- (i) the value of the ordinate at at least one internal control point along the edge is calculated at step S
**262**(FIG. 11 ) to be different for each triangle sharing the edge because the normals at the nearest vertex are different for the two triangles for at least one vertex; and - (ii) at step S
**368**(FIG. 18 ), the position of the new vertex for at least one internal control point on the edge is calculated to be different for the two triangles sharing the edge because the direction of the normal along which the distance is measured at step S**368**is calculated to be different for the two triangles at step S**366**since each triangle has different normals at at least one vertex.
- (i) the value of the ordinate at at least one internal control point along the edge is calculated at step S
To prevent the gap between two triangles sharing the edge occurring, therefore, at step S Accordingly, at step S In the embodiment above, whether or not a lighting patch is used to calculate the lighting values for each triangle is determined in dependence upon the depth of tessellation of the model (step S In the embodiment described above, at step S If an application can tolerate lower quality illumination, then a lighting patch need not be used to calculate the lighting values, and instead the colour at each vertex generated by tessellation can be calculated by linear interpolation from the colours calculated at the original vertices. Further, this allows computational performance to be increased. More particularly, ordinates could be calculated from object space triangle data as in the embodiment above, but, rather than refining each triangle to generate new vertices in object space as in the embodiment above, the new vertices can be generated in viewing space (camera space). In this way, the new vertices do not need to be transformed from object space to viewing space, yielding an increase in performance. Although not mentioned in the description of the embodiment above, texture mapping may be performed. For example, texture coordinates defined at vertices of a triangle may be interpolated using barycentric coordinates at the same time as new vertices are generated during tessellation to define texture coordinates at the tessellated vertices. In the embodiment above, when calculating the position of a new vertex, at step S The parameters for use at step S As described previously with respect to That is, τ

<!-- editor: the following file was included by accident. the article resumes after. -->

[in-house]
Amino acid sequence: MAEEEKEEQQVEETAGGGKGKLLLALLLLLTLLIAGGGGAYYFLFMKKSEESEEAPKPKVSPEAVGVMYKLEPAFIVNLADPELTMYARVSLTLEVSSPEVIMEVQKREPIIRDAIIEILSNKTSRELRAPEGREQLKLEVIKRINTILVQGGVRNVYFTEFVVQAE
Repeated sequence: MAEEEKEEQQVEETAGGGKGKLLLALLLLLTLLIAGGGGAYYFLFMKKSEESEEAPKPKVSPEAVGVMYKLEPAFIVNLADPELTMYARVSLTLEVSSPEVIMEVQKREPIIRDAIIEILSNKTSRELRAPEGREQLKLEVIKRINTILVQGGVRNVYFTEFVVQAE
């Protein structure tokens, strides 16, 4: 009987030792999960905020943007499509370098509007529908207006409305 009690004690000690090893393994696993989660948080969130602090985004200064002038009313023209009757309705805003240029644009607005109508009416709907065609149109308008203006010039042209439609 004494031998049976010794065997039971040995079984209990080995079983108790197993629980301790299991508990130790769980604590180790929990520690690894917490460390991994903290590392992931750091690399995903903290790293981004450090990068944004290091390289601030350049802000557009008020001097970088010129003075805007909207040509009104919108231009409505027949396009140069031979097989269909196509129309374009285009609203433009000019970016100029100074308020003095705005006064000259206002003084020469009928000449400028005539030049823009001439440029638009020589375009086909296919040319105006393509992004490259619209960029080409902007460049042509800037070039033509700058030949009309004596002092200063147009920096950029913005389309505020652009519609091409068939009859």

Reordering equation (18) gives:
Now, b
Equation (20) is a cubic polynomial of the form f(τ Since equation (20) is a cubic polynomial of τ Further, B, C and D can also be forward differenced for a constant τ This concludes the parameters for performing forward differencing at step S The parameters for use in performing forward differencing at step S For the illumination patch algorithm, b Since equation (24) is a cubic polynomial of τ Similarly, B, C and D can be forward differenced for a constant τ In the embodiment above, processing is performed by a computer using processing routines defined by programming instructions. However, some, or all, of the processing could be performed using hardware. Patent Citations